How to Fix the NET::ERR_CERT_DATE_INVALID Error in Chrome
In this step-by-step tutorial, we’ll show you how to fix the NET::ERR_CERT_DATE_INVALID Error – a common error that prevents users from accessing your website. This error indicates that something’s wrong with your SSL certificate or system setup, and the possible reasons are plenty. Thankfully, we also have many quick solutions for you. Best of all, they should work for all the popular browsers.
What causes the NET::ERR_CERT_DATE_INVALID Error
But first, let’s find out what causes NET::ERR_CERT_DATE_INVALID Error. The probable culprits are the wrong date and time on your computer, an expired SSL certificate or a cert issued from a non-trusted Certificate Authority.
You’re most likely to encounter this particular error in Google Chrome under the “Your connection is not private” name, but other browsers display similar warnings for the same issue.
Here’s how it looks in Chrome:
And here’s how Firefox displays it:
How to Fix the NET::ERR_CERT_DATE_INVALID Error
No matter what browser you use, try the fixes below to get rid of it once and for all:
1. Check your date and time
If the date and time on your computer don’t match the date and time of your server, or a website’s server you’re trying to access, you need to adjust them. The quickest way to do it is to:
- Rright-click on the date and time on your taskbar and select Adjust Date/Time.
- In the new window, enable Set Time Automatically and Set Time Zone Automatically.
2. Ensure the certificate didn’t expire
You should never let your SSL certificate expire, but if you missed a renewal deadline, the best course of action is to reissue it as soon as possible. Your CA will notify you in advance about the upcoming expiration, so it’s not that easy to miss it.
Check your SSL certificate’s expiration date by opening the developer tools (ctrl+shift+i) and going to the Security tab. There you’ll see if the certificate is valid or expired. By clicking on the View certificate option, you’ll get more details about its status, including the expiration date. Alternatively, you can use an SSL tool to check the validity of your certificate.
3. Clear your Cache and Cookies
It’s always a good practice to clear your browsing data occasionally. You may even get rid of the NET::ERR_CERT_DATE_INVALID error in the process.
Here’s how you can do it on Chrome, but the steps are similar in other browsers.
- Open your Chrome Browser and press Ctrl + Shift + Delete.
- Set the time range to All Time.
- Click the Cookies and other site data checkbox.
- Click the Cached images and files checkbox.
- Hit the Clear Data button.
4. Clear your SSL Slate
The SSL slate stores a cache of SSL certificates on your device, and you can empty it just like you’d clear your browser’s cache.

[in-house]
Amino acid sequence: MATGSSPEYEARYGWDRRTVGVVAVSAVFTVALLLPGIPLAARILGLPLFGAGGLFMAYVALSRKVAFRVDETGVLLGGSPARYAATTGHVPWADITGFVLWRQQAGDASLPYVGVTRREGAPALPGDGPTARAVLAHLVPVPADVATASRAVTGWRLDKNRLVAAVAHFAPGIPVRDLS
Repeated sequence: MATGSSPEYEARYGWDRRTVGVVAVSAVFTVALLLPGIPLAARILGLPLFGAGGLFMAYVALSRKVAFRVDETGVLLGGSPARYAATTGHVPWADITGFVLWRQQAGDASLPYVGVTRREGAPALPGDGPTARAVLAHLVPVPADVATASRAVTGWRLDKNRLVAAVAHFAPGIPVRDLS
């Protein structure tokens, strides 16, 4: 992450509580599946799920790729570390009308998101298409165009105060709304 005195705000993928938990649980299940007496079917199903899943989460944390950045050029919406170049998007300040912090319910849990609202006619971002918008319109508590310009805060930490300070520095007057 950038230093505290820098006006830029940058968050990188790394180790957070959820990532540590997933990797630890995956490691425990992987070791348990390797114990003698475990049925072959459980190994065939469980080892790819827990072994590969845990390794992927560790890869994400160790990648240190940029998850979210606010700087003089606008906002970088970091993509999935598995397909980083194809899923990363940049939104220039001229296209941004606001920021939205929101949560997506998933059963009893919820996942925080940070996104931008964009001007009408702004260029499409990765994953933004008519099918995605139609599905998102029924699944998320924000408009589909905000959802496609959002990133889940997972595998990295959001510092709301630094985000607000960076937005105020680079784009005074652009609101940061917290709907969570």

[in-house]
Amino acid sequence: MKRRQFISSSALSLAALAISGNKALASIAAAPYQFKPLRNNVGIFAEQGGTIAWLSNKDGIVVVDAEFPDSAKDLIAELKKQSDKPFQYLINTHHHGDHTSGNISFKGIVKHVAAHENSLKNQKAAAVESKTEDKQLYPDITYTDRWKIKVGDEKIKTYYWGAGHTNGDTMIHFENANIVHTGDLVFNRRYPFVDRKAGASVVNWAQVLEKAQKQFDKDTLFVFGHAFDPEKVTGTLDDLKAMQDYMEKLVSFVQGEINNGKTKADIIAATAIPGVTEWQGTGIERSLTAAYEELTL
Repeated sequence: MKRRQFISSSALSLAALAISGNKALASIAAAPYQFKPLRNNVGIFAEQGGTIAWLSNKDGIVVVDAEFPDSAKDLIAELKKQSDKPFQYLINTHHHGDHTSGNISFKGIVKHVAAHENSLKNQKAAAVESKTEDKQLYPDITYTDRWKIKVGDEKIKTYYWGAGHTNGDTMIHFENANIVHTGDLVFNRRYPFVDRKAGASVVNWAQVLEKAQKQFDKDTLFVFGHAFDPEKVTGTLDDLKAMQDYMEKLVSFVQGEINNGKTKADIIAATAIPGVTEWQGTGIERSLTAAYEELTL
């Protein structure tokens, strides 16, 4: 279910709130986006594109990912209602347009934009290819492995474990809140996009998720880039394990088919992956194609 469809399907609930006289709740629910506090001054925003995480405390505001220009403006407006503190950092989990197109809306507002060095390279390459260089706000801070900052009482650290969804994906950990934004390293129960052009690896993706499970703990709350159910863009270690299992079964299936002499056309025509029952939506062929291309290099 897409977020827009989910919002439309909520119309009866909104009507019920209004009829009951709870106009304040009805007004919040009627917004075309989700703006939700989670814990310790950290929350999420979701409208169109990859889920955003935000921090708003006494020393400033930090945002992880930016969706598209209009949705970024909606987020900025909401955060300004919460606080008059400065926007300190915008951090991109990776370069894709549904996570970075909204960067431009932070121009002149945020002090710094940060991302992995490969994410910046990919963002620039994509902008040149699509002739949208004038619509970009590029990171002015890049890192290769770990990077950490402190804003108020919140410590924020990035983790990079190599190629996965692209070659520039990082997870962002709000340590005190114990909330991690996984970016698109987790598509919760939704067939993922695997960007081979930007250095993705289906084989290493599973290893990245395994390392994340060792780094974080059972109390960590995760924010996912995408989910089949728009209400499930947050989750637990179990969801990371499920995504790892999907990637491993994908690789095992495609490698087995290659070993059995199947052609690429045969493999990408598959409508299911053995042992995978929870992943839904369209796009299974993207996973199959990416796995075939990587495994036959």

Follow the steps below:
- Click the Google Chrome Settings icon, and then click Settings.
- Click Show advanced settings.
- Under Network, click Change proxy settings. The Internet Properties dialog box will appear.
- Click the Content tab.
- Click Clear SSL state, and then click OK.
- Restart Chrome.
5. Avoid using Public Wi-Fi
If you’re on public Wi-Fi, there’s a real possibility that your connection isn’t private, and the likelihood of seeing the NET::ERR_CERT_DATE_INVALID error is much higher. Use a private network or a hotspot from your mobile device instead. If the error persists, try another solution.
6. Change Your DNS Server
If nothing has worked so far, try changing Domain Name System (DNS) to or from Google’s Public DNS, depending on your setup. But before you proceed, write down your current setup in case you need to change it back.
Here’s how to change your DNS settings on Windows:
- Navigate to Control Panel and click on Network and Internet
- Open Network & Sharing Center and click on Change adapter settings
- Right-click on Network and select Properties
- Next, choose Internet Protocol Version 4 or 6, and then click the Properties button
- Select Use the following DNS server addresses:
- To use Google’s Public DNS, enter 188.8.131.52 and 184.108.40.206 in the boxes
- Click on OK, close the window and restart the browser for changes to take effect.
7. Turn off your antivirus
Last but not least, try turning off your antivirus or firewall temporarily, and then load the website again. If the error is still there, turn the antivirus software back on. However, if the antivirus causes the problem, ensure that it’s updated to the latest version, and the site you’re trying to access isn’t blocked by the program.
Hopefully, one of our solutions will help you get rid of the NET::ERR_CERT_DATE_INVALID error.
If you find any inaccuracies, or you have details to add to this SSL tutorial, please feel free to send us your feedback at [email protected]. Your input would be greatly appreciated! Thank you.